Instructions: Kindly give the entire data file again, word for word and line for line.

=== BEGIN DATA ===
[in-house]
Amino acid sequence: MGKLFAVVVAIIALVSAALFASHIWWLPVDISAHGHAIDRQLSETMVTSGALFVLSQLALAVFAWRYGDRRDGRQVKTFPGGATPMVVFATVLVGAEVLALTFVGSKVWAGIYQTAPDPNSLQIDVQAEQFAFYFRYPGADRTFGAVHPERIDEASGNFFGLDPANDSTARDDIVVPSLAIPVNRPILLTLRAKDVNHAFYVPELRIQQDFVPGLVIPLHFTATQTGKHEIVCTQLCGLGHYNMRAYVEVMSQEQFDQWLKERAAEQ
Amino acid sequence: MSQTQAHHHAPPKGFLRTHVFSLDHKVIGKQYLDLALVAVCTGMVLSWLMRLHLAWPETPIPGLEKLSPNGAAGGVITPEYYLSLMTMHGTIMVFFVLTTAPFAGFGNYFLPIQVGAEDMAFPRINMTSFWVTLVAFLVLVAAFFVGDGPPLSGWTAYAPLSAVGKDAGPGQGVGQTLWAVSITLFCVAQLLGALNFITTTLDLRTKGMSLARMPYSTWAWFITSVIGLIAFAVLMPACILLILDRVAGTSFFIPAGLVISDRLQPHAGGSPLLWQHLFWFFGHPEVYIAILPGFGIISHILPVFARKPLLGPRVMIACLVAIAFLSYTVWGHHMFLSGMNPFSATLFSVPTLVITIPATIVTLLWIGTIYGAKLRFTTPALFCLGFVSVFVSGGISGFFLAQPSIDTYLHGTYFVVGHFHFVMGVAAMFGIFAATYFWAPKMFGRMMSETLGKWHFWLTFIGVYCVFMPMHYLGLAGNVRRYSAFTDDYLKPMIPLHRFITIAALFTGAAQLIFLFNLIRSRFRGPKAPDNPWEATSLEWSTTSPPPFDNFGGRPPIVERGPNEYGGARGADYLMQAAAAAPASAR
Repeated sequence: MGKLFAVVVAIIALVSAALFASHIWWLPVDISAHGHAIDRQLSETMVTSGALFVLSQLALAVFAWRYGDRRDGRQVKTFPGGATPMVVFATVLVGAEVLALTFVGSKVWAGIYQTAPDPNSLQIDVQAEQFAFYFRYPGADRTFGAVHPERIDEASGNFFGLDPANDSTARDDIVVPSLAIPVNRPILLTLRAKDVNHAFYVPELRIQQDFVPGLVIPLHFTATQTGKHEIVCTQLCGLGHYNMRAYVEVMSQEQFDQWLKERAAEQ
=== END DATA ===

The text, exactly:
[in-house]
Amino acid sequence: MGKLFAVVVAIIALVSAALFASHIWWLPVDISAHGHAIDRQLSETMVTSGALFVLSQLALAVFAWRYGDRRDGRQVKTFPGGATPMVVFATVLVGAEVLALTFVGSKVWAGIYQTAPDPNSLQIDVQAEQFAFYFRYPGADRTFGAVHPERIDEASGNFFGLDPANDSTARDDIVVPSLAIPVNRPILLTLRAKDVNHAFYVPELRIQQDFVPGLVIPLHFTATQTGKHEIVCTQLCGLGHYNMRAYVEVMSQEQFDQWLKERAAEQ
Amino acid sequence: MSQTQAHHHAPPKGFLRTHVFSLDHKVIGKQYLDLALVAVCTGMVLSWLMRLHLAWPETPIPGLEKLSPNGAAGGVITPEYYLSLMTMHGTIMVFFVLTTAPFAGFGNYFLPIQVGAEDMAFPRINMTSFWVTLVAFLVLVAAFFVGDGPPLSGWTAYAPLSAVGKDAGPGQGVGQTLWAVSITLFCVAQLLGALNFITTTLDLRTKGMSLARMPYSTWAWFITSVIGLIAFAVLMPACILLILDRVAGTSFFIPAGLVISDRLQPHAGGSPLLWQHLFWFFGHPEVYIAILPGFGIISHILPVFARKPLLGPRVMIACLVAIAFLSYTVWGHHMFLSGMNPFSATLFSVPTLVITIPATIVTLLWIGTIYGAKLRFTTPALFCLGFVSVFVSGGISGFFLAQPSIDTYLHGTYFVVGHFHFVMGVAAMFGIFAATYFWAPKMFGRMMSETLGKWHFWLTFIGVYCVFMPMHYLGLAGNVRRYSAFTDDYLKPMIPLHRFITIAALFTGAAQLIFLFNLIRSRFRGPKAPDNPWEATSLEWSTTSPPPFDNFGGRPPIVERGPNEYGGARGADYLMQAAAAAPASAR
Repeated sequence: MGKLFAVVVAIIALVSAALFASHIWWLPVDISAHGHAIDRQLSETMVTSGALFVLSQLALAVFAWRYGDRRDGRQVKTFPGGATPMVVFATVLVGAEVLALTFVGSKVWAGIYQTAPDPNSLQIDVQAEQFAFYFRYPGADRTFGAVHPERIDEASGNFFGLDPANDSTARDDIVVPSLAIPVNRPILLTLRAKDVNHAFYVPELRIQQDFVPGLVIPLHFTATQTGKHEIVCTQLCGLGHYNMRAYVEVMSQEQFDQWLKERAAEQ